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Patron Saint

By Margaret Hicks in Arts & Entertainment on Jun 13, 2006 3:41PM

Humming.jpgSome of our favorite stories are the ones where something truly extra-ordinary happens to an ordinary person. Movies like "The Exorcist" or "The Possession of Emily Rose" scare the bejeezus out of us; to watch a young girl turn into something more than human feels like an inborn, genetic nightmare, that both compels and repels us.

But what if that extraordinary event is one that turns a girl into a full fledged miracle worker? What if a girl dies and comes back to life with the power to heal her people? This scenario is the story of “The Hummingbird’s Daughter” by Chicago author, Luis Alberto Urrea. The “based on a true story” epic novel explains the early life and eventual sainthood of Urrea’s aunt, Theresa Urrea.

Theresa is the daughter of Thomas Urrea, the down-to-earth Patron of the Urrea Ranch. While Thomas teaches Theresa about logic and realism, Theresa’s other mentor, Huila, teaches her healing and mysticism. Theresa seems out of place in a world where men make decisions. Her innate curiosity leads her to read, write, and question her world. And even though Huila tells her that “This life was only meant for us to endure, not to enjoy. If you were born to be nail, you had to be hammered”, Theresa is very rarely “hammered“ due to her inner strength and intelligence.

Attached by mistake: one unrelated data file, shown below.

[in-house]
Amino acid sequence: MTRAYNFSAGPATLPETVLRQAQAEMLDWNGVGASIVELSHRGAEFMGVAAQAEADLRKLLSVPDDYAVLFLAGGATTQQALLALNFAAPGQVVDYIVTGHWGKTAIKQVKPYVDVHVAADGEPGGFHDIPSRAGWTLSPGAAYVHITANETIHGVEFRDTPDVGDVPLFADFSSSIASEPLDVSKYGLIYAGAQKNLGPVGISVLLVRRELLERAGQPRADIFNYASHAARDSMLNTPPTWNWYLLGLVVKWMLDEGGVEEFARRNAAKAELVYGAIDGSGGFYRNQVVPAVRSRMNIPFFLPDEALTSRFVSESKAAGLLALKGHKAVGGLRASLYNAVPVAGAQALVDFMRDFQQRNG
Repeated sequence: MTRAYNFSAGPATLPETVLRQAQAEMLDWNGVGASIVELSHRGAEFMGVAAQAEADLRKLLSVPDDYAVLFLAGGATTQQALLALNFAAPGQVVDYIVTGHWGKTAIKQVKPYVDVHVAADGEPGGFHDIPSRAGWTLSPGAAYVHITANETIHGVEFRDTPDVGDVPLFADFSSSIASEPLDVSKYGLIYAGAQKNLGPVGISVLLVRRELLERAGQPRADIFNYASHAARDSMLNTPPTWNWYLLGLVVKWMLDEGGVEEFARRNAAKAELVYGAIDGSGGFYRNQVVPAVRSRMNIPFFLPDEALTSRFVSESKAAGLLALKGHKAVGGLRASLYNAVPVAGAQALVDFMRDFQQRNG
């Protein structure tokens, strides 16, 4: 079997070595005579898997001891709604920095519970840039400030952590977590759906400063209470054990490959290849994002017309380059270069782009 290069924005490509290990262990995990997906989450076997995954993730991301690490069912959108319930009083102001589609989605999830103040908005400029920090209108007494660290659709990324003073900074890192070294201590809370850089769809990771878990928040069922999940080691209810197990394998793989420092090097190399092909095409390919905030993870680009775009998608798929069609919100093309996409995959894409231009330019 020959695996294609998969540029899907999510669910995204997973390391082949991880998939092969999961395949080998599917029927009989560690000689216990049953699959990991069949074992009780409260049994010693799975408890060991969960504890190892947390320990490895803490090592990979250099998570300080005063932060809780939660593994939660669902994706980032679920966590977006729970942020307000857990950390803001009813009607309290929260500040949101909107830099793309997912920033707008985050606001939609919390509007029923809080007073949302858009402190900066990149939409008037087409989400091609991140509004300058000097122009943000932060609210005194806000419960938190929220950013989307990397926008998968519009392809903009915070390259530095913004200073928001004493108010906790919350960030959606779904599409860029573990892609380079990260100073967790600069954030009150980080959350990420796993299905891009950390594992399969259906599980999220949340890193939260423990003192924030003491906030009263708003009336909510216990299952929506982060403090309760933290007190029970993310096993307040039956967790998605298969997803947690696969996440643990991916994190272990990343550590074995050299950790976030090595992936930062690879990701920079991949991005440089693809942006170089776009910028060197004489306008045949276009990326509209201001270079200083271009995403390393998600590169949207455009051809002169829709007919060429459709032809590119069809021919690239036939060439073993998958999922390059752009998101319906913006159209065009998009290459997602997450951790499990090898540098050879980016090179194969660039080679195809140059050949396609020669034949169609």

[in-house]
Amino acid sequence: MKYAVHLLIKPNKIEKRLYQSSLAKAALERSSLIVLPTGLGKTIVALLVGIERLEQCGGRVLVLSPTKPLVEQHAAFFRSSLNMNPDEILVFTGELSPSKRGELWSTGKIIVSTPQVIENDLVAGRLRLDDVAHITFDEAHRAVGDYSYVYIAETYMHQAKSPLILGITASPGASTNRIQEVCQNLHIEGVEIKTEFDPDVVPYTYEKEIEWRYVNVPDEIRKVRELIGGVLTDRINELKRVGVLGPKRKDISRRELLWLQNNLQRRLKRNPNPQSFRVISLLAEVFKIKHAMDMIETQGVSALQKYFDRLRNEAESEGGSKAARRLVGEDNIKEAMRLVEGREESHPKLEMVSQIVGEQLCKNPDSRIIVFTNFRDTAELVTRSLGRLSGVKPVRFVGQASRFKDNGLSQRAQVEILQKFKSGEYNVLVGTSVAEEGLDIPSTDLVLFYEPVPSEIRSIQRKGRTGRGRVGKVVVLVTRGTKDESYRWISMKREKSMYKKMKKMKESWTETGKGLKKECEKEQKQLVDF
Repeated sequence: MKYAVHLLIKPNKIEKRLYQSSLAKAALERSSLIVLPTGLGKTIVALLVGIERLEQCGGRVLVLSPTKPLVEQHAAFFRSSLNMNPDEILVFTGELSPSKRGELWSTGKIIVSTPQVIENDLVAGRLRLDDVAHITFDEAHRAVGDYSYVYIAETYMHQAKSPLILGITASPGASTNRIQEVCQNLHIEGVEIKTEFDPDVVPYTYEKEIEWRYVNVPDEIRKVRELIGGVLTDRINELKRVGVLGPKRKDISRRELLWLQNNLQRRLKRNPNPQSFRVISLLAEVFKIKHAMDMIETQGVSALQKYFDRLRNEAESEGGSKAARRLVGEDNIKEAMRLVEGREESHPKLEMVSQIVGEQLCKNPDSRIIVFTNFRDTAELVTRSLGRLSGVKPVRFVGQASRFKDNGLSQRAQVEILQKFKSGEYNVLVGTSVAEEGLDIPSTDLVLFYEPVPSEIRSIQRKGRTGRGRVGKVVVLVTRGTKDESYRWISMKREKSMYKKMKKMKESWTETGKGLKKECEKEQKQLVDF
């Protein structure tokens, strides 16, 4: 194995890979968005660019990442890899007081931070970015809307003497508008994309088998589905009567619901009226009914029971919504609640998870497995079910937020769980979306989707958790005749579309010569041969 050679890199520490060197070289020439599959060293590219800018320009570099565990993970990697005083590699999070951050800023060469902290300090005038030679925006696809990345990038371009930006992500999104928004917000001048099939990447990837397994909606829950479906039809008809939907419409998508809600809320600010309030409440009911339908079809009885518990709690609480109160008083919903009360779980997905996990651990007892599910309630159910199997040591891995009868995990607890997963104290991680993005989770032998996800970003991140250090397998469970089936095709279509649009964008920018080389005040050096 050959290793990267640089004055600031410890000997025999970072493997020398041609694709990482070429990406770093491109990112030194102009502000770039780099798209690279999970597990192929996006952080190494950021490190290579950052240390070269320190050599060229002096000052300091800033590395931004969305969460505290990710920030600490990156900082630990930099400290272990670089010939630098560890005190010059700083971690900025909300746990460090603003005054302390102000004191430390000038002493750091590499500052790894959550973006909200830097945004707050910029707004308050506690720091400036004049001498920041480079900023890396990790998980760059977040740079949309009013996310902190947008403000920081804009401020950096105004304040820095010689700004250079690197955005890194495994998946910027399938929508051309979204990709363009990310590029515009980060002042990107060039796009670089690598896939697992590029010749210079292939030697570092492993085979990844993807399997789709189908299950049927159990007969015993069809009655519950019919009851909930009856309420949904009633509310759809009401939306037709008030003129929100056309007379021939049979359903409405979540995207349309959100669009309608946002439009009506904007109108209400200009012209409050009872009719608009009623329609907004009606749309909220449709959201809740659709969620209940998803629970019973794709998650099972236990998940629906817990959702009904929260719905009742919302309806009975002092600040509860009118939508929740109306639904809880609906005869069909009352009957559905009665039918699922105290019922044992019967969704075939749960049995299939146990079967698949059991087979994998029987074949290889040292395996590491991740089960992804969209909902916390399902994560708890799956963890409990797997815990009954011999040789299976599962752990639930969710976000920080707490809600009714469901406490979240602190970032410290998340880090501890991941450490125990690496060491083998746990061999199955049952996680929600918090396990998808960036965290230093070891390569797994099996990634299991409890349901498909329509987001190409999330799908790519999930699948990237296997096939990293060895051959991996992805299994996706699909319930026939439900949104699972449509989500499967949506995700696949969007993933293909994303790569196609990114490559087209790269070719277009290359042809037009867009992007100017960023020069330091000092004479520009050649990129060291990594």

In a truly painful, fearful and beautiful moment, Theresa is murdered by an angry ranch-hand. She pulls a Lazarus, and after three days, rises from the dead, with the new-found power to heal.

The book is just lovely, with a couple of laugh out loud moments. When Theresa wakes up from her temporary death, her father ponders “How was one to be a father to a dead girl? Did one scold her? Correct her?”.

We’ll admit, there were times when we skimmed ahead, but in all truth, it was only so we could speed up the titillating transformation of Theresa. We care for her and admire her feminism and strength, but at the same time, she fills us with dread, because we know powers like these rarely lead to happily ever after.

You can see Luis Alberto Urrea on Wed., June 14th, 7:00PM at The Book Stall at Chestnut Court, 811 Elm Street, Winnetka. (847) 446.8880.